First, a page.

I Say, I Sigh, I Sow #14

“In a very real sense, the Holocaust, as the ultimate moral and aesthetic obscenity, was also the ultimate drum-solo.” — Simon Whitechapel, 31i18

Performativizing Papyrocentricity #71

Papyrocentric Performativity Presents…

Clive DriveUnreliable Memoirs (1980) and Always Unreliable: The Memoirs (2001), Clive James

Nou’s WhoArt Nouveau, Camilla de la Bedoyere (Flame Tree Publishing 2005)

Hit and MistletoeThrough It All I’ve Always Laughed, Count Arthur Strong (Faber & Faber 2013)

Beauties and BeastsShardik, Richard Adams (1974)


Or Read a Review at Random: RaRaR

Bee Here Now

Russian Bee Stamps 2005


British Bee Stamps 2015


Elsewhere other-accessible

Royal Mail bee stamps designed to raise awareness of species

Down in the Bassment

Cover of Damned to Earth’s self-titled debut


I like the cover and the music.


Previously Pre-Posted…

Museek — in which I don’t like the cover but do like the music
A Little Light Night Music — in which I don’t like the music but do like the cover

ConstKunst

John Constable’s Salisbury Cathedral from the Bishop’s Grounds (1825, Frick Collection)


Elsewhere other-engageable…

• Discussion of Salisbury Cathedral from the Bishop’s Grounds (1823) at Wikipedia

Lavoro di Leonardo?

I first came across this quote about cats in French:

« Le plus petit des félins est une œuvre d’art. »
• “The smallest of felines is a work of art.”

It’s widely attributed to Leonardo da Vinci, but I can’t find any proof that he ever said it. Here it is in a fuller Italian version:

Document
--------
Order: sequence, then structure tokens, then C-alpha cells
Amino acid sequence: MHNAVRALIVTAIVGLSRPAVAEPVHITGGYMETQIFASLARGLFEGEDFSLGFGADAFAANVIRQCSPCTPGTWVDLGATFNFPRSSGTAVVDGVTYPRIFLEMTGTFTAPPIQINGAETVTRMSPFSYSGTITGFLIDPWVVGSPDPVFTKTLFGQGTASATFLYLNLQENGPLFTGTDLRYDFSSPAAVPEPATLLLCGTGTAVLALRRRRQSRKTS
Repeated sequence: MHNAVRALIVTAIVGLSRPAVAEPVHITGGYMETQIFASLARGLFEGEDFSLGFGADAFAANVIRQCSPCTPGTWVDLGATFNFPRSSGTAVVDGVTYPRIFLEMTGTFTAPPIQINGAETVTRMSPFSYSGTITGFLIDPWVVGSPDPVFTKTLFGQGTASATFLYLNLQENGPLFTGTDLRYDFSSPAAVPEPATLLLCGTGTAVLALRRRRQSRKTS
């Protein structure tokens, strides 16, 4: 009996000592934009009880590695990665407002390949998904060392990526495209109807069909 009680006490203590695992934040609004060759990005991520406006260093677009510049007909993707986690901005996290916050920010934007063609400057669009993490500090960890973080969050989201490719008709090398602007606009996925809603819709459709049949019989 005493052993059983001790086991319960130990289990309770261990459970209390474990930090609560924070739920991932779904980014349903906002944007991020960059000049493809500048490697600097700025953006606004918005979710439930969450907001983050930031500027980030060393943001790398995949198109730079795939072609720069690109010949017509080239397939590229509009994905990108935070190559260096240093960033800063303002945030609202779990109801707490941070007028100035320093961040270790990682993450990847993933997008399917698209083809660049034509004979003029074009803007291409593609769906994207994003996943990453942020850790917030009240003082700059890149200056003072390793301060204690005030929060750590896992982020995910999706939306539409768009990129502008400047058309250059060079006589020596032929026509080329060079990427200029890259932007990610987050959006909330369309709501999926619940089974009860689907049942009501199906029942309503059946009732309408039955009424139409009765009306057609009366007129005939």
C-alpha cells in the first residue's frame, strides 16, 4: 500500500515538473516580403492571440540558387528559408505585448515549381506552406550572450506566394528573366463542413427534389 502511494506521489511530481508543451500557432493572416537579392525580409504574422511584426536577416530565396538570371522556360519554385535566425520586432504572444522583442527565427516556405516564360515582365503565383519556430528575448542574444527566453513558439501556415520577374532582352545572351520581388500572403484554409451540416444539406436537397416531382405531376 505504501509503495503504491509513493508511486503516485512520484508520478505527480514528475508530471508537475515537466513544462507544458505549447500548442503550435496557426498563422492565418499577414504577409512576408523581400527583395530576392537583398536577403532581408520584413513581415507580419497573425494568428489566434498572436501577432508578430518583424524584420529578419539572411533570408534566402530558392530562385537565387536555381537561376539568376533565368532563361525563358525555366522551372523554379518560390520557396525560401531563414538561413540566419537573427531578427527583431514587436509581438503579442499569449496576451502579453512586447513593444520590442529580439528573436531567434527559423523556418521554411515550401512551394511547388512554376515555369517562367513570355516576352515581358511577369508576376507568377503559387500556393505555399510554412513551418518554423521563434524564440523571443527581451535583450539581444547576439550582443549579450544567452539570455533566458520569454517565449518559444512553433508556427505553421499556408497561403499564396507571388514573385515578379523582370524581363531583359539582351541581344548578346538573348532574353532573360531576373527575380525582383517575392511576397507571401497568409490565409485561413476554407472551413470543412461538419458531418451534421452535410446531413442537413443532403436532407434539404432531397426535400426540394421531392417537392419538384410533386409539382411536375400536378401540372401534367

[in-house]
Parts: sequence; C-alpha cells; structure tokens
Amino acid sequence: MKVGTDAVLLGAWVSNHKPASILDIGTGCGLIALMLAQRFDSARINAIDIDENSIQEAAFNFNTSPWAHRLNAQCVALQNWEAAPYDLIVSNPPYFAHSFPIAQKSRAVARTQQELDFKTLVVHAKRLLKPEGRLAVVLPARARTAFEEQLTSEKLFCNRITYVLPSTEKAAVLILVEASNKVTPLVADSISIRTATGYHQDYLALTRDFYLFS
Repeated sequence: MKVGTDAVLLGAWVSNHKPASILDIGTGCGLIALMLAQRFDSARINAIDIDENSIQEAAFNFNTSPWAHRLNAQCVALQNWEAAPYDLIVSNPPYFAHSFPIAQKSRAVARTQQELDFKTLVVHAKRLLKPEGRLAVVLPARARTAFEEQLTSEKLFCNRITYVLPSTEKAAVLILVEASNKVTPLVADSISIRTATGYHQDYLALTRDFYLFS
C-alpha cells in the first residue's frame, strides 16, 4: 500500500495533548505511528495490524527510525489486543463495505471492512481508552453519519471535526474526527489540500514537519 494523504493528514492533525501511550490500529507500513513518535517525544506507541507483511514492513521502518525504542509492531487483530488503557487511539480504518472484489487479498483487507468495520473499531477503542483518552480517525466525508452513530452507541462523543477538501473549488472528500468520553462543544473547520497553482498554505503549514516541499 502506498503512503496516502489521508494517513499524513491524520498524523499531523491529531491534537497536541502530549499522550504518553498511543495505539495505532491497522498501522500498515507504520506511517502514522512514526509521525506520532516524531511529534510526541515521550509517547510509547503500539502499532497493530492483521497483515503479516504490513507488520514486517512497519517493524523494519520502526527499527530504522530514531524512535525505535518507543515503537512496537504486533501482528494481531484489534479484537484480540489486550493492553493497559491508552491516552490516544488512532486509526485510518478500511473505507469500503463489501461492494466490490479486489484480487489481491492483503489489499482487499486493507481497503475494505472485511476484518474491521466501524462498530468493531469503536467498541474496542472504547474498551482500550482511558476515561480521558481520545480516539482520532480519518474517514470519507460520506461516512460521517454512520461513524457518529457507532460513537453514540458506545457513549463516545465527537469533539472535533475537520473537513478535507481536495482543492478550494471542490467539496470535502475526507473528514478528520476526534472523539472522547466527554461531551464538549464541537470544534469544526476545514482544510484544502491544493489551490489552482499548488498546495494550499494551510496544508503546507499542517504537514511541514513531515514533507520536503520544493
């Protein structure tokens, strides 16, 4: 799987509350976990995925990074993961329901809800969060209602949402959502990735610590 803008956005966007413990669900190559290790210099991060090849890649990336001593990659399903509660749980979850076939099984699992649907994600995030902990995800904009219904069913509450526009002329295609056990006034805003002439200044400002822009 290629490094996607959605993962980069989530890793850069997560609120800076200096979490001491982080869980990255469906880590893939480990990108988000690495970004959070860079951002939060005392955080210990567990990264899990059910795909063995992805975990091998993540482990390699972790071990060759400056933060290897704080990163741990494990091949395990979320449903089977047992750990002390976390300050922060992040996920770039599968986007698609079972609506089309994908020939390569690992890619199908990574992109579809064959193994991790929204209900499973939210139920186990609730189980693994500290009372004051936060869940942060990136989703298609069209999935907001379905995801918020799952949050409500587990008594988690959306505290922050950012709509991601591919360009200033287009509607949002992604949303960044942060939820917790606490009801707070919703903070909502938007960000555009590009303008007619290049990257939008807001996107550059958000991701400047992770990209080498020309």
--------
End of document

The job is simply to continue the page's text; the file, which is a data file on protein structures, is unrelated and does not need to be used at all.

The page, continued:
« Anche il più piccolo dei felini, il gatto, è un capolavoro. »
• Même le plus petit des félins, le chat, est un chef-d’œuvre.
•• Even the smallest of felines, the cat, is a masterpiece.

It’s a good quote, wherever it comes from. But the attribution to Leonardo reminds of another saying in Italian: Se non è vero, è ben trovato — “If it’s not true, it’s a happy invention.”

(From Pinterest)

Bash the Trash

From George Orwell’s “As I Please” for 11th February 1944, Tribune:

THE FOLLOWING lines are quoted in Anthony Trollope’s Autobiography:

When Payne-Knight’s Taste was issued on the town
A few Greek verses in the text set down
Were torn to pieces, mangled into hash,
Hurled to the flames as execrable trash;
In short, were butchered rather than dissected
And several false quantities detected;
Till, when the smoke had risen from the cinders
It was discovered that — the lines were Pindar’s!

Trollope does not make clear who is the author of these lines, and I should be very glad if any reader could let me know. But I also quote them for their own sake — that is, for the terrible warning to literary critics that they contain — and for the sake of drawing attention to Trollope’s Autobiography, which is a most fascinating book, although or because it is largely concerned with money.


Elsewhere Other-Accessible…

Pindar (c. 518-438 BC) at Wikipedia
An Analytical Inquiry Into the Principles of Taste (1806) by Richard Payne-Knight at Archive.org
An Autobiography and Other Writings (1869) by Anthony Trollope at Gutenberg